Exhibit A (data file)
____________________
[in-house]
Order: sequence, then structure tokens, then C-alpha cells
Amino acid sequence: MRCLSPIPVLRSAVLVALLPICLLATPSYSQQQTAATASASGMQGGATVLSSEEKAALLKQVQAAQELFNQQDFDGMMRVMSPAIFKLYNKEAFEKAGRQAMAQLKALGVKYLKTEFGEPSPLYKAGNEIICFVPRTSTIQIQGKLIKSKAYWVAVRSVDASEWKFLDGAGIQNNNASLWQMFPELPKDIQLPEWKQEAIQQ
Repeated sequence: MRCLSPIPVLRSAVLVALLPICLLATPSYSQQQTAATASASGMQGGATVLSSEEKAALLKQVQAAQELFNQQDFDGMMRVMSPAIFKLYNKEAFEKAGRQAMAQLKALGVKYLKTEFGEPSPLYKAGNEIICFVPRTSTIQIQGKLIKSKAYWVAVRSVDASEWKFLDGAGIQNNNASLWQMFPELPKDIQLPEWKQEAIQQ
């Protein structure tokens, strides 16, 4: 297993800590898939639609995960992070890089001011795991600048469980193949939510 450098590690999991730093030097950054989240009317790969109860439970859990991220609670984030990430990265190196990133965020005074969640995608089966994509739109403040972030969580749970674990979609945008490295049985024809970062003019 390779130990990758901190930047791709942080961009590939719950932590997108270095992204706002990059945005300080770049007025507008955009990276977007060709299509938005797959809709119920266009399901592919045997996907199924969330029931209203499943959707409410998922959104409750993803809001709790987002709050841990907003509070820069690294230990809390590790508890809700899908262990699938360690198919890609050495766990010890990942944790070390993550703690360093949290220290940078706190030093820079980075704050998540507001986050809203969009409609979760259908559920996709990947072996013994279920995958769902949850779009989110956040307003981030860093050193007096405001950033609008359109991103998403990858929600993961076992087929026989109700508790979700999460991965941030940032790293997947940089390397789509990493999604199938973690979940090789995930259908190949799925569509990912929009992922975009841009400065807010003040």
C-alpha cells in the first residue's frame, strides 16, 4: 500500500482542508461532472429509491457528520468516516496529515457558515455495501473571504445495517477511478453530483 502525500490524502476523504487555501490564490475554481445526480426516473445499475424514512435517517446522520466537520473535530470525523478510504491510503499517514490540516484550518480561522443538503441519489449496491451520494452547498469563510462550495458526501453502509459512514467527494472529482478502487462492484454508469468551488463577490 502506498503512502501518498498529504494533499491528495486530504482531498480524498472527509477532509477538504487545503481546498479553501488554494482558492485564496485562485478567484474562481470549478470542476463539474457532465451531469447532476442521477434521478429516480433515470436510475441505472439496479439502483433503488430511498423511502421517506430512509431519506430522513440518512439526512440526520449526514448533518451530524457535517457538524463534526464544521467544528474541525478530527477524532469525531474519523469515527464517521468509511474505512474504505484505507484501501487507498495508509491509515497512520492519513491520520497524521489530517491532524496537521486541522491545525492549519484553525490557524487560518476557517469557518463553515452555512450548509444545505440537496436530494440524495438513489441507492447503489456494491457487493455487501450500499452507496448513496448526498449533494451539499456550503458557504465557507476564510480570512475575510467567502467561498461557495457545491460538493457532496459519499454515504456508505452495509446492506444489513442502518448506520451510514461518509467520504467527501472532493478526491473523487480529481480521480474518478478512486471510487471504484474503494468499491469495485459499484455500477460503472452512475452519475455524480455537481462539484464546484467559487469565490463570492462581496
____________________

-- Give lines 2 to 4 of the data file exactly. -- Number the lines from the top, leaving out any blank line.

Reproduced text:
Order: sequence, then structure tokens, then C-alpha cells
Amino acid sequence: MRCLSPIPVLRSAVLVALLPICLLATPSYSQQQTAATASASGMQGGATVLSSEEKAALLKQVQAAQELFNQQDFDGMMRVMSPAIFKLYNKEAFEKAGRQAMAQLKALGVKYLKTEFGEPSPLYKAGNEIICFVPRTSTIQIQGKLIKSKAYWVAVRSVDASEWKFLDGAGIQNNNASLWQMFPELPKDIQLPEWKQEAIQQ
Repeated sequence: MRCLSPIPVLRSAVLVALLPICLLATPSYSQQQTAATASASGMQGGATVLSSEEKAALLKQVQAAQELFNQQDFDGMMRVMSPAIFKLYNKEAFEKAGRQAMAQLKALGVKYLKTEFGEPSPLYKAGNEIICFVPRTSTIQIQGKLIKSKAYWVAVRSVDASEWKFLDGAGIQNNNASLWQMFPELPKDIQLPEWKQEAIQQ